He studied to become a Nichiren priest for a time, but abandoned that and considered other career paths.
He studied Buddhism and then the Chinese classics in Kyoto. He studied the national classics in Edo (now Tokyo) under Taishii Tanaka, the distinguished disciple of Norinaga Moto-ori.
He returned to his hometown of Echizen. He began teaching after having assembled many disciples. After the birth of his first son in 1846, he turned the family business over to his half-brother and became a recluse, devoting his time to the study and composition of waka.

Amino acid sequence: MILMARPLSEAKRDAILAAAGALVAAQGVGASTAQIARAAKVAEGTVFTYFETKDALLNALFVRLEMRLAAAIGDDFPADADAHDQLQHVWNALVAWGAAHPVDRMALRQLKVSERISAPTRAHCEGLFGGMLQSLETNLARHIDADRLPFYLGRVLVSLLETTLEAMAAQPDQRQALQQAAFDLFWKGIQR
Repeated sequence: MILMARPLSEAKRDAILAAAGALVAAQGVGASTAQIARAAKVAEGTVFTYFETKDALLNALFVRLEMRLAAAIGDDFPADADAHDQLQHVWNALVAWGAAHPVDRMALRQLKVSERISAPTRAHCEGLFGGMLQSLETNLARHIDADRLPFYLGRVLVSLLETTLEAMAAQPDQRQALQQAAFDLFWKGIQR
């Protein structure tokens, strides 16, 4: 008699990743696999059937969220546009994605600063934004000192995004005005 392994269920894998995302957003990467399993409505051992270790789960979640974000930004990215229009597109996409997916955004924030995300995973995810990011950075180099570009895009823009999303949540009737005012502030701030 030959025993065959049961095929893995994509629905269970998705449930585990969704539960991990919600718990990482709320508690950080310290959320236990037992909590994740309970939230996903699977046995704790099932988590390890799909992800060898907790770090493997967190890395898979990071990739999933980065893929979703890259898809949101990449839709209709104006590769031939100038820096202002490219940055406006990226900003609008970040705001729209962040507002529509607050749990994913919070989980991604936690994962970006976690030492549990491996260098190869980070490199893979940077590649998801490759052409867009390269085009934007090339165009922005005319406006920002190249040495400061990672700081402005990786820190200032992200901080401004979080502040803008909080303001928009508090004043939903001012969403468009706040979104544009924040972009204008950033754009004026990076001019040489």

Tachibana broke from tradition by writing poems about whatever he was contemplating at the time, including household minutia, industrial activity, and even nationalism, rather than limiting himself to nature scenes and romantic themes.
He lived in voluntary poverty but that environment inspired "some of his most endearing poems, those describing the little pleasures of a poor scholar's life."
During his life Tachibana's poetry was only known in the Echizen region, but an 1899 newspaper article by Masaoka Shiki called national attention to his work.
(Dokurakugin (独楽吟 "Poesy for My Own Pleasure"), collection...)